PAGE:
Developing Talent Pool: Every part of the fish has to be alive for the fish to be alive.

STIMS Institute and MICROMATIC Grinding Technology Ltd (MGT) have been collaborating for more than eight years on an initiative to develop Unique New Solutions (UNS). These are solutions for new machine tools and their auxiliaries for novel grinding processes for customers. The goal is to focus on unique outcomes
not available in India and, in some cases, first of its kind in the world. The focus is always on the end to end innovation (i.e.) from concept to commercially realized or implemented solutions.

This initiative also involves an innovative program designed to train and foster a few highly competent graduates into future leaders in manufacturing technology through System Thinking and Transformational Skills.

This team works in close collaboration with design, manufacturing and application departments at MGT, with end customers as well as research teams at the innovative University / Industry collaborative R&D center: Advanced Manufacturing Technology Development Center (AMTDC) at IIT Madras, India. Dr. Subramanian, President, STIMS Institute serves as the adviser to AMTDC.

Through the years, these teams at MGT and AMTDC have had several successes many of which are first of its kind for ‘Make in India’. Some of them are unique or novel in the world. The lessons learned from these collaborations are summarized below:

Recruitment and development of the members for this initiative is rather unique. Individuals, mostly recent graduates, are recruited and assigned to assume a range of responsibilities in a short period of time. The assignments include:
• Market assessment in close collaboration with Sales and Application Engineering to establish the ‘need’ or the customer’s interest and the reason behind;
• Concept development for new solutions as a system, pricing and commercial contract execution;
• Research, Design and analysis of critical sub-assemblies and components;
• Design validation through theoretical calculations using modern tools and methods of FEA/FEM/ Mechatronics as well as advanced software solutions;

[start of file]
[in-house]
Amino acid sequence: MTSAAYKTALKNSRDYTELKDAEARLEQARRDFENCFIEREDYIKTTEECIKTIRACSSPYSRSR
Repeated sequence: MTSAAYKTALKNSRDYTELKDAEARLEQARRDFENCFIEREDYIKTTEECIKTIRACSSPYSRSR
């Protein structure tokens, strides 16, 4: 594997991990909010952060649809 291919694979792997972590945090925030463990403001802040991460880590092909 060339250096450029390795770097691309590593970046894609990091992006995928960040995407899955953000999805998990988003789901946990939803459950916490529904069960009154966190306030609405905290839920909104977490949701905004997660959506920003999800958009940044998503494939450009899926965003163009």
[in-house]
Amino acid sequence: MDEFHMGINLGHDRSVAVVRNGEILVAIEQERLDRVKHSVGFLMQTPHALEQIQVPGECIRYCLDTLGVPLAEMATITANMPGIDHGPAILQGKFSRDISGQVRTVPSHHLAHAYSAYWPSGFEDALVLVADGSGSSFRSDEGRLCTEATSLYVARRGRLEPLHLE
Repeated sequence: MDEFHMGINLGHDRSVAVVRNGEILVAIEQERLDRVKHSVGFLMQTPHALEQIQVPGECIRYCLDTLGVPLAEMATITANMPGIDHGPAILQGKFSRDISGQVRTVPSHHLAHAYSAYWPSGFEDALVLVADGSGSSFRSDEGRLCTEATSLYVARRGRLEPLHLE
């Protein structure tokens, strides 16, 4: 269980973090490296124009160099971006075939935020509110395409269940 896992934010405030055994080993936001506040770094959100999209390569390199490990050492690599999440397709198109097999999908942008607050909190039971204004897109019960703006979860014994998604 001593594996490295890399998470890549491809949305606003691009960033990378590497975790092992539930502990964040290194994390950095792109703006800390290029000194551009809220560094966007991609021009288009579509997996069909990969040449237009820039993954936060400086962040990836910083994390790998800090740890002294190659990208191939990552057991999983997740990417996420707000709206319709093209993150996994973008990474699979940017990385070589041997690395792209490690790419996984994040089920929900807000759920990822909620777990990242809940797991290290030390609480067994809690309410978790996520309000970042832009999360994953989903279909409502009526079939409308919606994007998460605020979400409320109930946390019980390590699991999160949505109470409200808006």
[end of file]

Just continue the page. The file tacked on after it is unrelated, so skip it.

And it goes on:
• Development of the solution through Concept Validation (establish the ‘science’), Prototype Demonstration (refine the ‘Engineering’), develop the Complete Solution (driven by “Strategy”) and implement at the customer facility;
Complete ownership in the development of unique products (machines, software, process solutions) from Concept to Commercially Viable Solutions.
Thus, in a short period of a few years, the fresh graduate can grow into a thorough technology professional (with integrated skills across Science, Engineering and Management) in the manufacturing sector. All this shift requires constant training and mentoring on System Thinking and Transformational Skills. This experiment in human resource innovation has been very interesting to say the least! It requires
continuous engagement by the senior management as well as rigorous review and on-line mentoring. Location or time zones are not the barriers for such human resource innovation!

Developing a new solution requires an integration of knowledge across various disciplines. No one person can come with the knowledge from diverse fields such as Manufacturing Processes, Mechanical Engineering, Design, Materials, Electrical Engineering, Instrumentation, Testing, FEA, Mechatronics, Advanced Software
and CNC programming skills. Hence, recruiting the right talent with the required knowledge is a challenge and a starting point.

While graduates from well-known institutions have an edge in the beginning, this advantage is sustained more by those with a passion for continuous learning. After a few years of our experiment we find that true talent resides in those who excel at
three core capabilities: Knowledge, Experience and People skills.

Core Capabilities for Talent Development

Experience is not to be judged by the years of work in a given job or assignment. Instead it’s gained very quickly by those who are risk takers, willing to experiment with new ideas. Real life validation of their knowledge through working models, prototypes or sales contract builds self-confidence and a true sense of self-worth in young professionals, which is priceless. But this also requires a set of personal skills such as involvement, risk taking, collaboration and a result-driven attitude.

Core Capabilities of Professionals 
Tools or Enablers
    KnowledgeDeep and extensive learning; Well informed; Comprehension of various aspects of the subjectFormal Education, Reading, Learning from peers, Data driven, searching on-line data base, Observations
    Experience  Skill derived from actual participation or direct involvement; Accumulated wisdom from real life.Hands-on Activities, Involvement, Experiments, Risk-taking
    People Skills  Ability to seek out others and receive their support, help, and cooperation; Willingness to reciprocate, to achieve mutual benefitsHonesty, Integrity, Communication Skills, Collaboration, Team Spirit, Results driven, Emotional Intelligence.
Core Capabilities of professionals

People skills are those beyond the well-known attributes for inter-personal interactions to get along well with others. In some regards, the people skills we find valuable are grounded in factors such as honesty, integrity and emotional intelligence. These are the skills that not only impel one to personal success, but also helps others and the team to the same outcome.


End to End Innovation: Fish is not alive unless every part of the fish is alive!